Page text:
With the head shots, on the other hand, (assuming frontal shots, so we have to allow for face shots to count, perhaps) we have a larger area. Shots within a 6" spread could be considered accurate, while that would likely not be on-target with the heart shots. The need for precision differs because of the size of the target. In both cases, accuracy would properly refer to the center of the group being roughly the same as the center of the target.
     
  15. gpseymour

    gpseymour MT Moderator Staff Member

    • Supporting Member
    Joined:
    Mar 27, 2012
    Messages:
    25,562
    Likes Received:
    7,492
    Trophy Points:
    448
    Location:
    Hendersonville, NC
    That's interesting. I'd have expected a minor difference between, say, 9mm and .45ACP, but not the performance shown for the .22's. I do notice the .22's had higher accuracy, which likely offsets the physical advantage of the .45ACP (which had a lower incidence of "incapacitating" shots).

    Thanks for sharing that, Kirk!

    EDIT: In re-reading your post, I see I swapped some numbers in my head. I wonder why the difference in stopping is so small, when the .45 actually had a higher incidence of hits to the head/torso. Hmm....
     
  16. Tgace

    Tgace Grandmaster

    Joined:
    Jul 31, 2003
    Messages:
    7,766
    Likes Received:
    408
    Trophy Points:
    208
    The authors point about what a "stop" means is important. In this "study" stop means the confrontation ended, not death or physical incapacitation.

    Most people in this example fled the field (so to speak) after a hit with a .22

    That point is important, but I take internet based "blog studies" with a grain of salt...

    Sent from my XT1080 using Tapatalk
     
  17. lklawson

    lklawson Senior Master

    • Advisor
    Joined:
    Feb 3, 2005
    Messages:
    4,346
    Likes Received:
    1,098
    Trophy Points:
    263
    Location:
    Huber Heights, OH
    Which is why the "% of hits that were fatal" and the "% actually incapacitated by one shot (torso or head hit)" are important; because they don't represent "crap! he's shooting at me!"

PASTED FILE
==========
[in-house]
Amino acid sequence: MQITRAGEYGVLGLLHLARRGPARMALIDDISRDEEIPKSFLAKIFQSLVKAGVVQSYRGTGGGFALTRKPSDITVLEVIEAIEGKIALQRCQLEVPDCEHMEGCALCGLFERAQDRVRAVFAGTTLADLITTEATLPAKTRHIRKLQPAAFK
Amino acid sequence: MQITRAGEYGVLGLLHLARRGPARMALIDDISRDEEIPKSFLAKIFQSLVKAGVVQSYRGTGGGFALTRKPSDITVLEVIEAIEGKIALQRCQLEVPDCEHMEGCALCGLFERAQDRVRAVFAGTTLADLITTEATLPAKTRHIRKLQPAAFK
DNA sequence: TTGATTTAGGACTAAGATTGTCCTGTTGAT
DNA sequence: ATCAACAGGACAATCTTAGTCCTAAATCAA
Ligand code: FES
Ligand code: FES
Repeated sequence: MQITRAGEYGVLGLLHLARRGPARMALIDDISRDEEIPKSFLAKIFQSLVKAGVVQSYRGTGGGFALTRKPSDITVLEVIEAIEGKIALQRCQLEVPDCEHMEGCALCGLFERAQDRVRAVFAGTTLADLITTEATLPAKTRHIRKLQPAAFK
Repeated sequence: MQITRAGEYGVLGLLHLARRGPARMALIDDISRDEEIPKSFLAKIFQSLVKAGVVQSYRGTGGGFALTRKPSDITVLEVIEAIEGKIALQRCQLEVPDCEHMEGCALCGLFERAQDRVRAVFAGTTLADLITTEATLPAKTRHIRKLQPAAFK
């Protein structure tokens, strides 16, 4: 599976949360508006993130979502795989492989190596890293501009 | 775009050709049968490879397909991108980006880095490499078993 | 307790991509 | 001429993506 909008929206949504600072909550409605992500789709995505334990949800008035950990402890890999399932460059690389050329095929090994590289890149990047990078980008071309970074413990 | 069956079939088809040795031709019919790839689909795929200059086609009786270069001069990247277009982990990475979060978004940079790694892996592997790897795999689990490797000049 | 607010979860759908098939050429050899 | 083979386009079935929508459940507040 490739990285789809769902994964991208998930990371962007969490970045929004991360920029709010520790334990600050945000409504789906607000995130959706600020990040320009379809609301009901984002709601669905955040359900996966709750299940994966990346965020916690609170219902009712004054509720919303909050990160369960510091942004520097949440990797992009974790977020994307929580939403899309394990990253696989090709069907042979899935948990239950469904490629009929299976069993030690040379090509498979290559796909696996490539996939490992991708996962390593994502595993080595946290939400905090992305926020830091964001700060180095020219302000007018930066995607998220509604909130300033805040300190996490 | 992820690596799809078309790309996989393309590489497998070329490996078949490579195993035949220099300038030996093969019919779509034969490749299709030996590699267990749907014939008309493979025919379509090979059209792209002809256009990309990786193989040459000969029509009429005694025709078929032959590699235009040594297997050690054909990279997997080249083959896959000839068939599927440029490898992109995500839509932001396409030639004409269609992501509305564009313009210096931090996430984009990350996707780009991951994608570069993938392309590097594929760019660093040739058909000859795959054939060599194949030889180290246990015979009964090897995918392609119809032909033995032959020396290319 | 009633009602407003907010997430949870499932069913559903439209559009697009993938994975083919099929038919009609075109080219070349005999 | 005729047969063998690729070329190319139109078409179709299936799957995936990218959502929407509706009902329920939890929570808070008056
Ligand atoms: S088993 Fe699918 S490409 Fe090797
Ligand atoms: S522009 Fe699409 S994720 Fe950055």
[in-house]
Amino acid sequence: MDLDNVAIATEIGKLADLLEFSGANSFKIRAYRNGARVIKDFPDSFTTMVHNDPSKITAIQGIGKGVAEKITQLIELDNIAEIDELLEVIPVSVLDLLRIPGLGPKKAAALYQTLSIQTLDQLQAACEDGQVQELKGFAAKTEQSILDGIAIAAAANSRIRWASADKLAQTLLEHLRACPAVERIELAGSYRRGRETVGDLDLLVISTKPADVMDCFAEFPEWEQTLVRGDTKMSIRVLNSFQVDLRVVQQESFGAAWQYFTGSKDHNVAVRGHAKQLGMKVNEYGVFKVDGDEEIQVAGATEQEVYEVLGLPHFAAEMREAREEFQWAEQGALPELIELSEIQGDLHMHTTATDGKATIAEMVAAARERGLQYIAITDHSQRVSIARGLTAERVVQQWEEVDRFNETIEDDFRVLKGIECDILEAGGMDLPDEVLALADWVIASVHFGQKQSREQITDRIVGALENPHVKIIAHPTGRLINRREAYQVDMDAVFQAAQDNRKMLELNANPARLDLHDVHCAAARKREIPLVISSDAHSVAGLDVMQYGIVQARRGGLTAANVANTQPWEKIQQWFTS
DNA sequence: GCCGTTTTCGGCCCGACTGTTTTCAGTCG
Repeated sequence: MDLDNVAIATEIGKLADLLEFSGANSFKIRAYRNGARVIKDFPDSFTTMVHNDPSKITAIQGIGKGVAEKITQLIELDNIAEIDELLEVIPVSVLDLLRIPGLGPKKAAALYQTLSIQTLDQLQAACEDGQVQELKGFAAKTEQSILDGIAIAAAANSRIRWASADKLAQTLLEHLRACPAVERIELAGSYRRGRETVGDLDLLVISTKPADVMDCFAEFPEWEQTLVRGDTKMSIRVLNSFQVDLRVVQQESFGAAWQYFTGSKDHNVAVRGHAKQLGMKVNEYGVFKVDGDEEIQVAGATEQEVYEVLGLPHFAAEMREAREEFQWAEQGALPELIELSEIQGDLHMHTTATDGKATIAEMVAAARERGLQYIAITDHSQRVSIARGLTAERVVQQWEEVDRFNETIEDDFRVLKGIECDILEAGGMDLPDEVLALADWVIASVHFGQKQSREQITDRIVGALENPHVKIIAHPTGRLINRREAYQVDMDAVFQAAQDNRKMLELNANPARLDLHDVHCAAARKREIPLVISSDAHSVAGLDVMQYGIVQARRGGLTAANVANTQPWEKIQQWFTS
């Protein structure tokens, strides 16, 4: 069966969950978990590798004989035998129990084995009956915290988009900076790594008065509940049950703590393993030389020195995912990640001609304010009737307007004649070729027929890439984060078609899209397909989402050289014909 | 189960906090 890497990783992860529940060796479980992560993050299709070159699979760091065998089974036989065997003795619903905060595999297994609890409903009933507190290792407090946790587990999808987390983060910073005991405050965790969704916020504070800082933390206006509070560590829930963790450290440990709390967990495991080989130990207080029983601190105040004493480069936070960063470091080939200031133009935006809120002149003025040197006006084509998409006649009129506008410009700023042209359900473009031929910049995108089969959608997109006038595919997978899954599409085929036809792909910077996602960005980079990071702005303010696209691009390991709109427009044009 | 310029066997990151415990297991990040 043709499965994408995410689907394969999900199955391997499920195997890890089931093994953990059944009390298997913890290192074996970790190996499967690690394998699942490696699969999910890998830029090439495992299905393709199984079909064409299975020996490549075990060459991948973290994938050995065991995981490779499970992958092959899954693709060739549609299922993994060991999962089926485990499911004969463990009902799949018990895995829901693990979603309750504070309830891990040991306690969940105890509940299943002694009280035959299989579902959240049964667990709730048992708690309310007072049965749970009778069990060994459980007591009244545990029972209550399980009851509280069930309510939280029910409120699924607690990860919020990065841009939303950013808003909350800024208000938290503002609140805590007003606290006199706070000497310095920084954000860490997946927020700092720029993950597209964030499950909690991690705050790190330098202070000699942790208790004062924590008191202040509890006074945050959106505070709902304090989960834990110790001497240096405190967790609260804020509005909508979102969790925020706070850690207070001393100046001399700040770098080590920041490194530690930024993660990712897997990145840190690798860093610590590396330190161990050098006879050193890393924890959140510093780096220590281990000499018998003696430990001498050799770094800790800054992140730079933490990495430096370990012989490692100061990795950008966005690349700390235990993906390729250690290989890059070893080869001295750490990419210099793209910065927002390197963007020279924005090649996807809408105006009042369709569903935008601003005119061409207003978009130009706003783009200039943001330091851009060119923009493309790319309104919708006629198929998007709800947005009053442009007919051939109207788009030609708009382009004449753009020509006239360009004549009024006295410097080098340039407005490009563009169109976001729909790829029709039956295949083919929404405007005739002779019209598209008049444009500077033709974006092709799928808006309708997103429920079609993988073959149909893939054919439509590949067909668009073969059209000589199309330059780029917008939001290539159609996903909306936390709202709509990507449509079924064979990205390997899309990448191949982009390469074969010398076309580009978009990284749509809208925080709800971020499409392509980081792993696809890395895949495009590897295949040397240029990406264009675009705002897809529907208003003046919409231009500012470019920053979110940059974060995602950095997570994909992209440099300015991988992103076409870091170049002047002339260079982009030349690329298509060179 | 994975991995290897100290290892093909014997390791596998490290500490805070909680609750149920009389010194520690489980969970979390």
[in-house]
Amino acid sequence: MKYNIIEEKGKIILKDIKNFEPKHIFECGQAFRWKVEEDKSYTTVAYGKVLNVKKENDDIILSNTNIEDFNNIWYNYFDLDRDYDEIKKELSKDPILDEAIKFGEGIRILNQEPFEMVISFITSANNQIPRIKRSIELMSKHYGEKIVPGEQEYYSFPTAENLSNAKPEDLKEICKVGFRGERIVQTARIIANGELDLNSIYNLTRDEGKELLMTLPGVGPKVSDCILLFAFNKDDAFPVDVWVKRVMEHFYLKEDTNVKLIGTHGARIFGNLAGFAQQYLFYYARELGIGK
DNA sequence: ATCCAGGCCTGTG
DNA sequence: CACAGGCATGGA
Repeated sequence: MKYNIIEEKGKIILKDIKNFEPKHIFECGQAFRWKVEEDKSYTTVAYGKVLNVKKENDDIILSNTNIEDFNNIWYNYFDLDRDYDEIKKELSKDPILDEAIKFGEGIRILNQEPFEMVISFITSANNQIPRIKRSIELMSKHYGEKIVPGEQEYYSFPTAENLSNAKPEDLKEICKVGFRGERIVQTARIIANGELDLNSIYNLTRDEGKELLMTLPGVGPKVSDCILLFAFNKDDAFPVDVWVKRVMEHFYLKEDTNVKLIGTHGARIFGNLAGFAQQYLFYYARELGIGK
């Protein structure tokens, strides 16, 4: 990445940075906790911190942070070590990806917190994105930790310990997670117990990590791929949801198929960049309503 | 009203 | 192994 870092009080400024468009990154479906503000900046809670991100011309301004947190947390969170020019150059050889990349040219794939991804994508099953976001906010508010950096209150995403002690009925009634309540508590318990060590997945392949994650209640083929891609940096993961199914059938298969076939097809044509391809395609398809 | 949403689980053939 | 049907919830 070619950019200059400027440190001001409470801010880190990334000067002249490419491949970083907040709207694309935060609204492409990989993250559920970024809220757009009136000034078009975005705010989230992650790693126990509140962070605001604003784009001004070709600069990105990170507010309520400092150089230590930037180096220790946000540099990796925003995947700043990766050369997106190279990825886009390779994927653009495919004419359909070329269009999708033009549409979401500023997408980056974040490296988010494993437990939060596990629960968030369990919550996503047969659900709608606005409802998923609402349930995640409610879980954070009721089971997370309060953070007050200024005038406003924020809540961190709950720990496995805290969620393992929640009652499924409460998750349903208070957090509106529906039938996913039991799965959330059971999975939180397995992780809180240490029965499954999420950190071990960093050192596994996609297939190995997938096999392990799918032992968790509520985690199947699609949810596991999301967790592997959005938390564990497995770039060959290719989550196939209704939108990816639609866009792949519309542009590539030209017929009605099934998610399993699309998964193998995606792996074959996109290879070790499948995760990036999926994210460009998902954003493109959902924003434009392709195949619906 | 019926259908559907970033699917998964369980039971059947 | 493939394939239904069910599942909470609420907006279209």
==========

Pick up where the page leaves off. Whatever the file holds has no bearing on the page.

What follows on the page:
Which this one isn't.

    Peace favor your sword,
    Kirk
     
  18. Tgace

    Tgace Grandmaster

    Joined:
    Jul 31, 2003
    Messages:
    7,766
    Likes Received:
    408
    Trophy Points:
    208
  19. lklawson

    lklawson Senior Master

    • Advisor
    Joined:
    Feb 3, 2005
    Messages:
    4,346
    Likes Received:
    1,098
    Trophy Points:
    263
    Location:
    Huber Heights, OH
    Yeah. I've seen it. If Ellifritz is "asking the wrong question" then so too is this author. He makes the case that "stopping power" is a misleading statement and that "time to stop" is far more important. However, the best research has indicated that any firearm delivering energy on target in the range of .40S&W and "under" (including the .45ACP) experiences an almost unquantifiable statistical spread in "time to stop." The truth is that he's asking for a statistic which is impossible, quite literally, to create, not that people haven't been trying to do so for decades. The first attempt I can recall is Fairbairn's "Timetable of Death." The truth is that the only way to get "kinda close" to the statistic that he's after is to compile statistics of real world shootings and just accept that there is going to be some level of Statistical Uncertainty.

    Here's an article which I think you'll like more :) :
    The 4 Ways to Stop an Opponent

    Peace favor your sword,
    Kirk
     
    • Like Like x 1
  20. Tgace

    Tgace Grandmaster

    Joined:
    Jul 31, 2003
    Messages:
    7,766
    Likes Received:
    408
    Trophy Points:
    208
    IMO "psychological stopping" is a meaningless term in this discussion. Hell, a BG just running off if a cap gun was presented (or missed shots from any weapon) sort of qualifies....

    I believe you need to carry a handgun that delivers the most powerful round you can accurately use. With factors such as capacity and size/ease of carry as considerations.123
     

Share This Page

Search tags for this page

a huge coffee

,

accuracy versus speed